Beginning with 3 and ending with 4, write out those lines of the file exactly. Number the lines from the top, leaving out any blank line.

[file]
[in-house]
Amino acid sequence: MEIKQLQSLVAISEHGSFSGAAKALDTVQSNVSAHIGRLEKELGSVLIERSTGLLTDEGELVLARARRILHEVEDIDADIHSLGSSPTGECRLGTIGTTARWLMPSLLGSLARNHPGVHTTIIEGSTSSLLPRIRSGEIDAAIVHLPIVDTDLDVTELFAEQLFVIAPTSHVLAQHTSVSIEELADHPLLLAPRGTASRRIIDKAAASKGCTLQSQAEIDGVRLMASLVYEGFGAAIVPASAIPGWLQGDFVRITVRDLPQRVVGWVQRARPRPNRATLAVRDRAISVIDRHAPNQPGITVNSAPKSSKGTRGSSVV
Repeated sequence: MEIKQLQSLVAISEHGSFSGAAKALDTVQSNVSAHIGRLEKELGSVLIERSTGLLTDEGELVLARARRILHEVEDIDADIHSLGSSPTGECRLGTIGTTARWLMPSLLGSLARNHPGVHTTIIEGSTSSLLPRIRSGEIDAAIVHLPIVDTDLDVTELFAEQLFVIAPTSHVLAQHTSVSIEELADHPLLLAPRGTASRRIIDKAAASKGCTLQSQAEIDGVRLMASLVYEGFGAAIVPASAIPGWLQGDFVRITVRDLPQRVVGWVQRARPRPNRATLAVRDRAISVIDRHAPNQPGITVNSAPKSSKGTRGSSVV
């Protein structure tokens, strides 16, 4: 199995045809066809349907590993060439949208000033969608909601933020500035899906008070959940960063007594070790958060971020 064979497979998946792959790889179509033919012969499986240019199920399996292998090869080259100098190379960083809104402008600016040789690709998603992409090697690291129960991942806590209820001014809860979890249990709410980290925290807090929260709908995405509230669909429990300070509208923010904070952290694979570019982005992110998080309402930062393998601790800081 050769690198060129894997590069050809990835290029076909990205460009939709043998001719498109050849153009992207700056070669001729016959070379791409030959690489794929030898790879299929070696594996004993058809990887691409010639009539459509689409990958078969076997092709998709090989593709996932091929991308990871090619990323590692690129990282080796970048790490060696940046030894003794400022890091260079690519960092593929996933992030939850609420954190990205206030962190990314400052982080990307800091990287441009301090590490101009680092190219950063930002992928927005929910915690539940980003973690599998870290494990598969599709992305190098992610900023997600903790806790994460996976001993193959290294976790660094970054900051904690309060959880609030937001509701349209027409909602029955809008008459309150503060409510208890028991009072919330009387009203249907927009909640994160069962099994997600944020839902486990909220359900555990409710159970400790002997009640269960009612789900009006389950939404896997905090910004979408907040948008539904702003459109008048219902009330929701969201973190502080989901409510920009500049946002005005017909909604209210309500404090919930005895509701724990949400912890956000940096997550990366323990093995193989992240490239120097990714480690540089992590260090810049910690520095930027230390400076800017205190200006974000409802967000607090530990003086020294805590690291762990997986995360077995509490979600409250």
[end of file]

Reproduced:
Repeated sequence: MEIKQLQSLVAISEHGSFSGAAKALDTVQSNVSAHIGRLEKELGSVLIERSTGLLTDEGELVLARARRILHEVEDIDADIHSLGSSPTGECRLGTIGTTARWLMPSLLGSLARNHPGVHTTIIEGSTSSLLPRIRSGEIDAAIVHLPIVDTDLDVTELFAEQLFVIAPTSHVLAQHTSVSIEELADHPLLLAPRGTASRRIIDKAAASKGCTLQSQAEIDGVRLMASLVYEGFGAAIVPASAIPGWLQGDFVRITVRDLPQRVVGWVQRARPRPNRATLAVRDRAISVIDRHAPNQPGITVNSAPKSSKGTRGSSVV
């Protein structure tokens, strides 16, 4: 199995045809066809349907590993060439949208000033969608909601933020500035899906008070959940960063007594070790958060971020 064979497979998946792959790889179509033919012969499986240019199920399996292998090869080259100098190379960083809104402008600016040789690709998603992409090697690291129960991942806590209820001014809860979890249990709410980290925290807090929260709908995405509230669909429990300070509208923010904070952290694979570019982005992110998080309402930062393998601790800081 050769690198060129894997590069050809990835290029076909990205460009939709043998001719498109050849153009992207700056070669001729016959070379791409030959690489794929030898790879299929070696594996004993058809990887691409010639009539459509689409990958078969076997092709998709090989593709996932091929991308990871090619990323590692690129990282080796970048790490060696940046030894003794400022890091260079690519960092593929996933992030939850609420954190990205206030962190990314400052982080990307800091990287441009301090590490101009680092190219950063930002992928927005929910915690539940980003973690599998870290494990598969599709992305190098992610900023997600903790806790994460996976001993193959290294976790660094970054900051904690309060959880609030937001509701349209027409909602029955809008008459309150503060409510208890028991009072919330009387009203249907927009909640994160069962099994997600944020839902486990909220359900555990409710159970400790002997009640269960009612789900009006389950939404896997905090910004979408907040948008539904702003459109008048219902009330929701969201973190502080989901409510920009500049946002005005017909909604209210309500404090919930005895509701724990949400912890956000940096997550990366323990093995193989992240490239120097990714480690540089992590260090810049910690520095930027230390400076800017205190200006974000409802967000607090530990003086020294805590690291762990997986995360077995509490979600409250």